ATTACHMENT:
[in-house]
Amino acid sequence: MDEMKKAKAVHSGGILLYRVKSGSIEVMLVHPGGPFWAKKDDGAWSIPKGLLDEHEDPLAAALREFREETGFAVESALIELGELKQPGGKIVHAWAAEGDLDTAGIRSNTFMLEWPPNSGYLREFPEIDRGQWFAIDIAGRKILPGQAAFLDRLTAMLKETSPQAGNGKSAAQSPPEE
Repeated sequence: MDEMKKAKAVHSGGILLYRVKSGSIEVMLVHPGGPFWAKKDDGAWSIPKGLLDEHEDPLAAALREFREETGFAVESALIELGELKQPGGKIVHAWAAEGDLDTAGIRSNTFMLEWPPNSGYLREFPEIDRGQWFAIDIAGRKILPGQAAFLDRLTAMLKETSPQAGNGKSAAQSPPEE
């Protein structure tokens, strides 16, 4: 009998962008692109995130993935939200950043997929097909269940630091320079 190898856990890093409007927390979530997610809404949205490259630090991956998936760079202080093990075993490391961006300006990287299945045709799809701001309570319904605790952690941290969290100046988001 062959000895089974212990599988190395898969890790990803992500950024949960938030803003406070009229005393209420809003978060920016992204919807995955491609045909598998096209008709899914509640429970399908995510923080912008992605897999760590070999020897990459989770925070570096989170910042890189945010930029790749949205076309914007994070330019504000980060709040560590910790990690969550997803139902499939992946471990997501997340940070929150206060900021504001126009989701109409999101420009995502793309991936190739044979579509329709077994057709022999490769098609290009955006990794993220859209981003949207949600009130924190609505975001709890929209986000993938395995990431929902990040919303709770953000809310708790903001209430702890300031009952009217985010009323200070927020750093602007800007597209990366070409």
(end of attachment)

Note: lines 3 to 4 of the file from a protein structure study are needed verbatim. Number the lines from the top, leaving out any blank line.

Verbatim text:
Repeated sequence: MDEMKKAKAVHSGGILLYRVKSGSIEVMLVHPGGPFWAKKDDGAWSIPKGLLDEHEDPLAAALREFREETGFAVESALIELGELKQPGGKIVHAWAAEGDLDTAGIRSNTFMLEWPPNSGYLREFPEIDRGQWFAIDIAGRKILPGQAAFLDRLTAMLKETSPQAGNGKSAAQSPPEE
């Protein structure tokens, strides 16, 4: 009998962008692109995130993935939200950043997929097909269940630091320079 190898856990890093409007927390979530997610809404949205490259630090991956998936760079202080093990075993490391961006300006990287299945045709799809701001309570319904605790952690941290969290100046988001 062959000895089974212990599988190395898969890790990803992500950024949960938030803003406070009229005393209420809003978060920016992204919807995955491609045909598998096209008709899914509640429970399908995510923080912008992605897999760590070999020897990459989770925070570096989170910042890189945010930029790749949205076309914007994070330019504000980060709040560590910790990690969550997803139902499939992946471990997501997340940070929150206060900021504001126009989701109409999101420009995502793309991936190739044979579509329709077994057709022999490769098609290009955006990794993220859209981003949207949600009130924190609505975001709890929209986000993938395995990431929902990040919303709770953000809310708790903001209430702890300031009952009217985010009323200070927020750093602007800007597209990366070409």